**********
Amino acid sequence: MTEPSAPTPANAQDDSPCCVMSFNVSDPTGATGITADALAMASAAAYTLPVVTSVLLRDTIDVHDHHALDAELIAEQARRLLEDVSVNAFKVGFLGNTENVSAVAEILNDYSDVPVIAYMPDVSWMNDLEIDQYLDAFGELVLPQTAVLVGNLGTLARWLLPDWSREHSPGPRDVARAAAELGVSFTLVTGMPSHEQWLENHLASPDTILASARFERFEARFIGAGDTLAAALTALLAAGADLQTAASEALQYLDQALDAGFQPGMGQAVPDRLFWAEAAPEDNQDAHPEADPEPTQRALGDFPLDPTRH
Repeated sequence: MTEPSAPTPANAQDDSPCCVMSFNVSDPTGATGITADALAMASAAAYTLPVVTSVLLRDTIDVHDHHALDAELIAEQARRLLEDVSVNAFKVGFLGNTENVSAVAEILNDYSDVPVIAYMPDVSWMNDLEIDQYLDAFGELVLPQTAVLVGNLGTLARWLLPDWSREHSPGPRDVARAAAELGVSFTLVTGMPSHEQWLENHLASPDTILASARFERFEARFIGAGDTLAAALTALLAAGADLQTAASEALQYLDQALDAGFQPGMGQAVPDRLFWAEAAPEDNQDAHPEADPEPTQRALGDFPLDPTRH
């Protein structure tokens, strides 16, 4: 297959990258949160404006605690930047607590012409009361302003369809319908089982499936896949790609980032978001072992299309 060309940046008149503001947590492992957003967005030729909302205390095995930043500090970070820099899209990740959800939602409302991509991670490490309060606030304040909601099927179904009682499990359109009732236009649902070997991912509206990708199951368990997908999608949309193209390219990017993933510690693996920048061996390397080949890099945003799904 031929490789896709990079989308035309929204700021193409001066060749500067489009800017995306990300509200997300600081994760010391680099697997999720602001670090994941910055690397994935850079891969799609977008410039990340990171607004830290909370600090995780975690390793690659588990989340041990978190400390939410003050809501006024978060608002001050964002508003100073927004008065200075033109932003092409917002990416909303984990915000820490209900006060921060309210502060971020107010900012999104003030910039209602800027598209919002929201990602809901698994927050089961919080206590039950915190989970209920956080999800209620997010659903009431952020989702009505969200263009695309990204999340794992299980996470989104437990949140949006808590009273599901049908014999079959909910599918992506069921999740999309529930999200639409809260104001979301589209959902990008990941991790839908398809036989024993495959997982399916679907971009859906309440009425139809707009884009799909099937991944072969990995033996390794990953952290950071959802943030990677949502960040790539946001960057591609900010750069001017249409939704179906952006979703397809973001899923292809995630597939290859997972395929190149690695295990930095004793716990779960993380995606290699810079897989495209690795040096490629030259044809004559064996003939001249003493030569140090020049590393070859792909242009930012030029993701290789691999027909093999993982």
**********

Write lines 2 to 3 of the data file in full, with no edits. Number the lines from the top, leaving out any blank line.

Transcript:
Repeated sequence: MTEPSAPTPANAQDDSPCCVMSFNVSDPTGATGITADALAMASAAAYTLPVVTSVLLRDTIDVHDHHALDAELIAEQARRLLEDVSVNAFKVGFLGNTENVSAVAEILNDYSDVPVIAYMPDVSWMNDLEIDQYLDAFGELVLPQTAVLVGNLGTLARWLLPDWSREHSPGPRDVARAAAELGVSFTLVTGMPSHEQWLENHLASPDTILASARFERFEARFIGAGDTLAAALTALLAAGADLQTAASEALQYLDQALDAGFQPGMGQAVPDRLFWAEAAPEDNQDAHPEADPEPTQRALGDFPLDPTRH
């Protein structure tokens, strides 16, 4: 297959990258949160404006605690930047607590012409009361302003369809319908089982499936896949790609980032978001072992299309 060309940046008149503001947590492992957003967005030729909302205390095995930043500090970070820099899209990740959800939602409302991509991670490490309060606030304040909601099927179904009682499990359109009732236009649902070997991912509206990708199951368990997908999608949309193209390219990017993933510690693996920048061996390397080949890099945003799904 031929490789896709990079989308035309929204700021193409001066060749500067489009800017995306990300509200997300600081994760010391680099697997999720602001670090994941910055690397994935850079891969799609977008410039990340990171607004830290909370600090995780975690390793690659588990989340041990978190400390939410003050809501006024978060608002001050964002508003100073927004008065200075033109932003092409917002990416909303984990915000820490209900006060921060309210502060971020107010900012999104003030910039209602800027598209919002929201990602809901698994927050089961919080206590039950915190989970209920956080999800209620997010659903009431952020989702009505969200263009695309990204999340794992299980996470989104437990949140949006808590009273599901049908014999079959909910599918992506069921999740999309529930999200639409809260104001979301589209959902990008990941991790839908398809036989024993495959997982399916679907971009859906309440009425139809707009884009799909099937991944072969990995033996390794990953952290950071959802943030990677949502960040790539946001960057591609900010750069001017249409939704179906952006979703397809973001899923292809995630597939290859997972395929190149690695295990930095004793716990779960993380995606290699810079897989495209690795040096490629030259044809004559064996003939001249003493030569140090020049590393070859792909242009930012030029993701290789691999027909093999993982």